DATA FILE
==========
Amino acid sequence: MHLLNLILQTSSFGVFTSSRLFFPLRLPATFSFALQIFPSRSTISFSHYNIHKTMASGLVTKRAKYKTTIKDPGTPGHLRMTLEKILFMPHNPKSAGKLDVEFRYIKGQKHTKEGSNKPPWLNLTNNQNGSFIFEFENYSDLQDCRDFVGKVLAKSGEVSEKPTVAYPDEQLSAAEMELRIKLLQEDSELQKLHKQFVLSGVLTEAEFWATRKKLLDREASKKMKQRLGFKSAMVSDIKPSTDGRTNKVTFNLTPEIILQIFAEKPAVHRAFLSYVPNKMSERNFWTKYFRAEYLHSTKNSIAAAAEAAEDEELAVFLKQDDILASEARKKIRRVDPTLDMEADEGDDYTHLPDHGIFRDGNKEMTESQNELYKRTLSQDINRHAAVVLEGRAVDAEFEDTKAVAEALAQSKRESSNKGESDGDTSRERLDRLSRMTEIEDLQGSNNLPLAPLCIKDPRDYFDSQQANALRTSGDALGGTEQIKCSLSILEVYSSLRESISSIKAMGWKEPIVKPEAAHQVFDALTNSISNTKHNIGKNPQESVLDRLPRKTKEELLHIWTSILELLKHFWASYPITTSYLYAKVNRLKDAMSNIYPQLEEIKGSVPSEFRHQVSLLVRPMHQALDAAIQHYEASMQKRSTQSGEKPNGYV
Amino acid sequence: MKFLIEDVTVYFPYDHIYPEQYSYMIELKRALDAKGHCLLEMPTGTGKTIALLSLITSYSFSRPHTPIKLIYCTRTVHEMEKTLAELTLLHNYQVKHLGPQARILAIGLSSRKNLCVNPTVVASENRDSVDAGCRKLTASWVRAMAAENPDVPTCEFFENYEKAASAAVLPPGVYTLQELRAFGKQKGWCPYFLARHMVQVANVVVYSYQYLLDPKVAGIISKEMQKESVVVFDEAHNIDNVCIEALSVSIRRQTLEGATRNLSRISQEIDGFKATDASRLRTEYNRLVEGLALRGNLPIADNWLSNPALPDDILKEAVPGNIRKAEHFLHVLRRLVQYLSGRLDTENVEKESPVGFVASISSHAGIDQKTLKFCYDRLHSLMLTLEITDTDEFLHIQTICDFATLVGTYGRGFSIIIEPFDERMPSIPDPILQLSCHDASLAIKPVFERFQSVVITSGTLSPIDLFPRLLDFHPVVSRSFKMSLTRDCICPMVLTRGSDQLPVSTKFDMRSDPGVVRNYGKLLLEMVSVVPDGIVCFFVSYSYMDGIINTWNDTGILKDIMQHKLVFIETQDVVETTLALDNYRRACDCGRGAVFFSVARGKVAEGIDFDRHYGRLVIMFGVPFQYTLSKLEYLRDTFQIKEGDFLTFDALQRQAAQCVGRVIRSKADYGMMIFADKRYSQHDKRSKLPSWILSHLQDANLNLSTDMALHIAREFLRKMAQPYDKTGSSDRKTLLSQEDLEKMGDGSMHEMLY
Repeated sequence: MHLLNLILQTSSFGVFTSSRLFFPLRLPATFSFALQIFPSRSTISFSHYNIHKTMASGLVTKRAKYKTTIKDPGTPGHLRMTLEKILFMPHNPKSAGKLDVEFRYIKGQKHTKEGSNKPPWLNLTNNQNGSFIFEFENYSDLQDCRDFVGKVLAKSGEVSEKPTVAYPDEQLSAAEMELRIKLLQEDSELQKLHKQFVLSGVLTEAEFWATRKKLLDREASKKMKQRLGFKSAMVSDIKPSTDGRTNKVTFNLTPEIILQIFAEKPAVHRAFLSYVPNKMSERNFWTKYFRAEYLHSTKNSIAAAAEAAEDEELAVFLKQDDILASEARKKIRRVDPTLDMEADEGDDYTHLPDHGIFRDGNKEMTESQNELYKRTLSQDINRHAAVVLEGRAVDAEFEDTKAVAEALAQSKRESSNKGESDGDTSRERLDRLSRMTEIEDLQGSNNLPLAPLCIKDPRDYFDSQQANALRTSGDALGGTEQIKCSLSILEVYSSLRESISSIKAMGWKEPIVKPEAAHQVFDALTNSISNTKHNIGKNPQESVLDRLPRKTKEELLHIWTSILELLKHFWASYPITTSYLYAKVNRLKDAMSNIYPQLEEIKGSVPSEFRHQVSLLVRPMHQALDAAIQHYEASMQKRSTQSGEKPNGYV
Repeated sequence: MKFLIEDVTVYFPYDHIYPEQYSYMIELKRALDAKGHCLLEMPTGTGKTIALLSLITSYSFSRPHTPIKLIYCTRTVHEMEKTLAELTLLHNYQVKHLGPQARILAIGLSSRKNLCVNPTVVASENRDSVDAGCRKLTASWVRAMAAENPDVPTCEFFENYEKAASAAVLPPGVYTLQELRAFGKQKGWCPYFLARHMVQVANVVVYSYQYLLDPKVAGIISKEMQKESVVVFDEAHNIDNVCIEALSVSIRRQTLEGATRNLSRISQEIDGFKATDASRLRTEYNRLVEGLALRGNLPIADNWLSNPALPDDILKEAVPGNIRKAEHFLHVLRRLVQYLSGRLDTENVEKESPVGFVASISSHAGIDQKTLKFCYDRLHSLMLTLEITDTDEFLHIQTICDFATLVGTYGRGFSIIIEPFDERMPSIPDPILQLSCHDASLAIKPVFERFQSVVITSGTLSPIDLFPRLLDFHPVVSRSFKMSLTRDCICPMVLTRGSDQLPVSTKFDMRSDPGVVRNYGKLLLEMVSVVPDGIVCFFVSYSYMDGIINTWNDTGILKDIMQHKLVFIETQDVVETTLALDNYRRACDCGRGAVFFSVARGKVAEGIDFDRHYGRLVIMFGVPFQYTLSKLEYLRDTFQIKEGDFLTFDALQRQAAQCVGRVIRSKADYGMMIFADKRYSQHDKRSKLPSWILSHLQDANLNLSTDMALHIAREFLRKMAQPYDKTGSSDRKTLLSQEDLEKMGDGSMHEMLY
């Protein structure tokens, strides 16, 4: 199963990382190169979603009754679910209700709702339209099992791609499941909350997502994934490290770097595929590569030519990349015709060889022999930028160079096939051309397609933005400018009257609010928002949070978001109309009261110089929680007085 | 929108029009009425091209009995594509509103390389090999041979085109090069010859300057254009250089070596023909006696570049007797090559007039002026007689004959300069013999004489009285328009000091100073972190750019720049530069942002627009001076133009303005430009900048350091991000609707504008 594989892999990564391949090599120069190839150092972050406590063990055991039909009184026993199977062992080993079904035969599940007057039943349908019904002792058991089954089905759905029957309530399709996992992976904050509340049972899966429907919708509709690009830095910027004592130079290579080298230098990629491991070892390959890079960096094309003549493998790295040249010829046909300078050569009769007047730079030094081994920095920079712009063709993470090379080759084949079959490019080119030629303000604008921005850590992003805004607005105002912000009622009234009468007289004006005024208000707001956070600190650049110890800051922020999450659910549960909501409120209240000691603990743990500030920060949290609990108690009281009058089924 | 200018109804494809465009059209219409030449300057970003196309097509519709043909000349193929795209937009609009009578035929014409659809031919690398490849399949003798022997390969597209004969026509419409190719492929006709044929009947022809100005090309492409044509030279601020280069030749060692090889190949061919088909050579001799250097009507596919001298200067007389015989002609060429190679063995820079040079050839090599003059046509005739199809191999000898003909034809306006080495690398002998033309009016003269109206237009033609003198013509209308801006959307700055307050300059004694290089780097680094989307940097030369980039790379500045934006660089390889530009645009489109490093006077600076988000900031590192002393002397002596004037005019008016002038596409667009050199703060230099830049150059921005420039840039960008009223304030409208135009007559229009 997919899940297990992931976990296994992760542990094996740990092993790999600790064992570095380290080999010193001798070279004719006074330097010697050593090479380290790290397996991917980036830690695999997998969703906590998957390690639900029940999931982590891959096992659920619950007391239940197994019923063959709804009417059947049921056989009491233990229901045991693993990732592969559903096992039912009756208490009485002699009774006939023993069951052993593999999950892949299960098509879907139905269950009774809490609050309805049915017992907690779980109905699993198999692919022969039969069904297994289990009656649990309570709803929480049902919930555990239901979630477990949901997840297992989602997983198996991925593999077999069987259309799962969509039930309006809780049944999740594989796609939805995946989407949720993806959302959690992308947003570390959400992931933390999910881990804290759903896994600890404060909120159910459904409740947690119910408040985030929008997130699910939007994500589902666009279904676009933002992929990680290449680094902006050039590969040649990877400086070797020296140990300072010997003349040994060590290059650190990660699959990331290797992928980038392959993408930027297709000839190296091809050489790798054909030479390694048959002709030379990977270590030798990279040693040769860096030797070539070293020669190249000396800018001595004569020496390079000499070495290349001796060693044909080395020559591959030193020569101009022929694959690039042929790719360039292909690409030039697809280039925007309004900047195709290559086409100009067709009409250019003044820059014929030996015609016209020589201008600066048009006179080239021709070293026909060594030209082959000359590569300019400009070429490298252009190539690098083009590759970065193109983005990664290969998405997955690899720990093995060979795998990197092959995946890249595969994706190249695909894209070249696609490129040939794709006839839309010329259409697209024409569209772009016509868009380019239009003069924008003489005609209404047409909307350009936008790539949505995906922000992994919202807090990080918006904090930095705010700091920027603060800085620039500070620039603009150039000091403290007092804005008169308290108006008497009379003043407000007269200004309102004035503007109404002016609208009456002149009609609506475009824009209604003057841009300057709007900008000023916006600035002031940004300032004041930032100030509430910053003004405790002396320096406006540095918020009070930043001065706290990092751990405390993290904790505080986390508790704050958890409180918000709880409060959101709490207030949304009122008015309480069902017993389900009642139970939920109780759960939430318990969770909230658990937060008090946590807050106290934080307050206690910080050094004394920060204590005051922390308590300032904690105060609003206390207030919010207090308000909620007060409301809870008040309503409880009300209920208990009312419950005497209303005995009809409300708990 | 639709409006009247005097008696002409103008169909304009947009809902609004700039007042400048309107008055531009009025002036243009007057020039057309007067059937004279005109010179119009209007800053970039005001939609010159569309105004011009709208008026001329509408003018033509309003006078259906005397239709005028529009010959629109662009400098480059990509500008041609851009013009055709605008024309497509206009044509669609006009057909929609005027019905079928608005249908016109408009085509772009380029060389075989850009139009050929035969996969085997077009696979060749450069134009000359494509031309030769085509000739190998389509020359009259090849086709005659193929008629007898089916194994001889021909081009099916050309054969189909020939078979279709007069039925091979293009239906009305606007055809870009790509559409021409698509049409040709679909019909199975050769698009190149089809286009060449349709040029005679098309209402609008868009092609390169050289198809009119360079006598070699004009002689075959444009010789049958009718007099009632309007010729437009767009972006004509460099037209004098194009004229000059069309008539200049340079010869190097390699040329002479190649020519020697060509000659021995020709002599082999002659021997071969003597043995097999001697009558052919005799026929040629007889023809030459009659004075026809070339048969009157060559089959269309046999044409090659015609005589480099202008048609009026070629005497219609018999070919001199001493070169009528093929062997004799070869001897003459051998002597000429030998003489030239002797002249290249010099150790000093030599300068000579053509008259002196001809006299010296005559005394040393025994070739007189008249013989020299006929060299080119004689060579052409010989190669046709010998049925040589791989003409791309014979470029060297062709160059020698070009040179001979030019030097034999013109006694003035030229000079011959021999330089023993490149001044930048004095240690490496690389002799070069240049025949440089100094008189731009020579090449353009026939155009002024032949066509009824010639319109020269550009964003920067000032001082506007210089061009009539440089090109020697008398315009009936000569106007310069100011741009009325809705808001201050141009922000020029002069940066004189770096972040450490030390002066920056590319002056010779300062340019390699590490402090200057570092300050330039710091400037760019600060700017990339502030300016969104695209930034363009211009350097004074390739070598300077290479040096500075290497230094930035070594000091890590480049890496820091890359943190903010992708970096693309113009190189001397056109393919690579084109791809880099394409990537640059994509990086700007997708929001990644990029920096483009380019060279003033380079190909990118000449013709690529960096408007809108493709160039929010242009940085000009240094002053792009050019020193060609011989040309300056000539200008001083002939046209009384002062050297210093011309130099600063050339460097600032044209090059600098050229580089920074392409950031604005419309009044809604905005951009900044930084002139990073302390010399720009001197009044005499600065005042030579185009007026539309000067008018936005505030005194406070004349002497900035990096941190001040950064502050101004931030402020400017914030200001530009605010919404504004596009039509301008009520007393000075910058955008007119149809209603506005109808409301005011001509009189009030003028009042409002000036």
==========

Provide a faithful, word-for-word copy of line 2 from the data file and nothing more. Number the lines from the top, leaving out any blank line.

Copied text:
Amino acid sequence: MKFLIEDVTVYFPYDHIYPEQYSYMIELKRALDAKGHCLLEMPTGTGKTIALLSLITSYSFSRPHTPIKLIYCTRTVHEMEKTLAELTLLHNYQVKHLGPQARILAIGLSSRKNLCVNPTVVASENRDSVDAGCRKLTASWVRAMAAENPDVPTCEFFENYEKAASAAVLPPGVYTLQELRAFGKQKGWCPYFLARHMVQVANVVVYSYQYLLDPKVAGIISKEMQKESVVVFDEAHNIDNVCIEALSVSIRRQTLEGATRNLSRISQEIDGFKATDASRLRTEYNRLVEGLALRGNLPIADNWLSNPALPDDILKEAVPGNIRKAEHFLHVLRRLVQYLSGRLDTENVEKESPVGFVASISSHAGIDQKTLKFCYDRLHSLMLTLEITDTDEFLHIQTICDFATLVGTYGRGFSIIIEPFDERMPSIPDPILQLSCHDASLAIKPVFERFQSVVITSGTLSPIDLFPRLLDFHPVVSRSFKMSLTRDCICPMVLTRGSDQLPVSTKFDMRSDPGVVRNYGKLLLEMVSVVPDGIVCFFVSYSYMDGIINTWNDTGILKDIMQHKLVFIETQDVVETTLALDNYRRACDCGRGAVFFSVARGKVAEGIDFDRHYGRLVIMFGVPFQYTLSKLEYLRDTFQIKEGDFLTFDALQRQAAQCVGRVIRSKADYGMMIFADKRYSQHDKRSKLPSWILSHLQDANLNLSTDMALHIAREFLRKMAQPYDKTGSSDRKTLLSQEDLEKMGDGSMHEMLY